The main purpose of a care home is to provide a pleasant and comfortable environment in which to address the health and care needs of residents.
As with any building, ensuring protection for occupants should a fire break out is a vital consideration, but any safety measures must not come at the expense of residents’ ability to feel completely at home.
This was the challenge facing NorseCare, Norfolk’s largest residential care home provider, when it invested £6.9 million in a state-of-the-art specialist dementia facility for the town.
NorseCare wanted to ensure that both staff and those living at Lydia Eva Court would have as long as possible to safely vacate the premises should a blaze break out. To gain specialist advice, specialist glass processor and distributor Nicholls & Clarke (N&C) Glass were approached.
To create a bright and airy interior, internal glazing played a significant role in the design, opening up internal spaces and allowing light to flow through the building.
N&C Glass recommended Pilkington Pyrostop®, a fire-resistant glass which remains intact for a minimum of 60 minutes, extending the crucial time needed for both staff and residents to exit during an emergency.
The 18mm glass minimises the amount of heat that is able to pass through, creating a safe environment in adjoining spaces. Youngs Doors fitted the 170m² 347 panes which were framed into primed softwood and had a total length screening of 350m.
As well as its additional safety features, the glass has created a space that is light and airy, a theme implemented throughout the care home by the interior designers Barron & Smith Architects, using guidance from the University of Sterling and the University of Worcester.
Building work for Lydia Eva Court started in April 2013 and was completed just under 18 months later.
The 88-bed purpose-built facility, named after the UK’s last surviving steam drifter, now cares for residents living with various stages of dementia, and offers state-of-the-art accommodation based on pioneering research into the condition.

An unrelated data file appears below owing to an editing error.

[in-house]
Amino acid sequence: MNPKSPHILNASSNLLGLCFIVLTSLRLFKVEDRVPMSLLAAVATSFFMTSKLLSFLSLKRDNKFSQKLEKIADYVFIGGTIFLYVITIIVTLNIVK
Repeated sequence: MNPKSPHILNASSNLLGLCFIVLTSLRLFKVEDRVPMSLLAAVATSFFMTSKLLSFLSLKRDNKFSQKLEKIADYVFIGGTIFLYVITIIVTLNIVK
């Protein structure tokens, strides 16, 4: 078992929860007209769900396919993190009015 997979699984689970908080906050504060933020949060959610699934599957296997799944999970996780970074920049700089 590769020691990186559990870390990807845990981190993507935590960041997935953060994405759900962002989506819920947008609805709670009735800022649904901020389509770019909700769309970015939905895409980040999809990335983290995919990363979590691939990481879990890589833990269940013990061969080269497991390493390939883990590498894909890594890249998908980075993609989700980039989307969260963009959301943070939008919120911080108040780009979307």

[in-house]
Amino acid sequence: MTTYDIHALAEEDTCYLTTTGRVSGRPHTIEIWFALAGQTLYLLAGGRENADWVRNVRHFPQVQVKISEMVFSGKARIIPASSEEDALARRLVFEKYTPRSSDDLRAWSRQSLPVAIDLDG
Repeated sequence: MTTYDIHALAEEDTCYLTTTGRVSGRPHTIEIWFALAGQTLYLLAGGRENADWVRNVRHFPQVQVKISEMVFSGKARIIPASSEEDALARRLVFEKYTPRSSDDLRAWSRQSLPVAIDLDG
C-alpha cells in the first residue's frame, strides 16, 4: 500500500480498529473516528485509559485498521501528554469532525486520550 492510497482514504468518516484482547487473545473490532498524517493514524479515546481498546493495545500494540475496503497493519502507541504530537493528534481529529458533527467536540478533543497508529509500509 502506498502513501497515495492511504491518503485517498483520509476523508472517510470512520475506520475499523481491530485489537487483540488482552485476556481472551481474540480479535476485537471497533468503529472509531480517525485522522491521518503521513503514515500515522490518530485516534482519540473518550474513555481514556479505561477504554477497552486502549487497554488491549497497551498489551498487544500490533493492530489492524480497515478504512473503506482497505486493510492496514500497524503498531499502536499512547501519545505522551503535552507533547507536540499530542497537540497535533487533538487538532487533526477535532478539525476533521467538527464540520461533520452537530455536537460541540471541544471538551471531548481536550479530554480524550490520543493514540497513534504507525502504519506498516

Karen Knight, Managing Director at NorseCare, said: “We know that the number of people living with dementia in Norfolk is set to grow over the next few years, and we need to be ready to meet this demand by providing personalised care in specially designed surroundings.
“There were many factors to consider during the development stage, including the scenario of a fire. Our residents need differing levels of care support. We wanted to make the environment as safe as possible and ensure all residents and staff had adequate time to vacate the premises during an emergency.
“To solve this problem N&C Glass were approached and able to supply Pilkington’s specialist glass. It means that visitors, residents and staff have at least an hour to reach safety when faced with the danger of a fire.”
Pilkington Pyrostop® glazing, supplied by N&C Glass, has been used in other key health projects across the UK including the £550million Queen Elizabeth Hospital in Birmingham, St Bartholomew’s Hospital’s redevelopment in London and the £430million Southmead Hospital based in Bristol.
Graham Ingle, sales manager, clear fire protection at Pilkington United Kingdom Limited, said: “The Lydia Eva Court project showcases the reasons why Pilkington glass is becoming increasingly popular with architects, developers and health organisations.
“The Pilkington Pyrostop® range acts as a robust fire protection shield and in the event of a fire the glass turns opaque, providing both the integrity requirements of a barrier to hot gases and flames, as well as lessening the heat of the blaze.”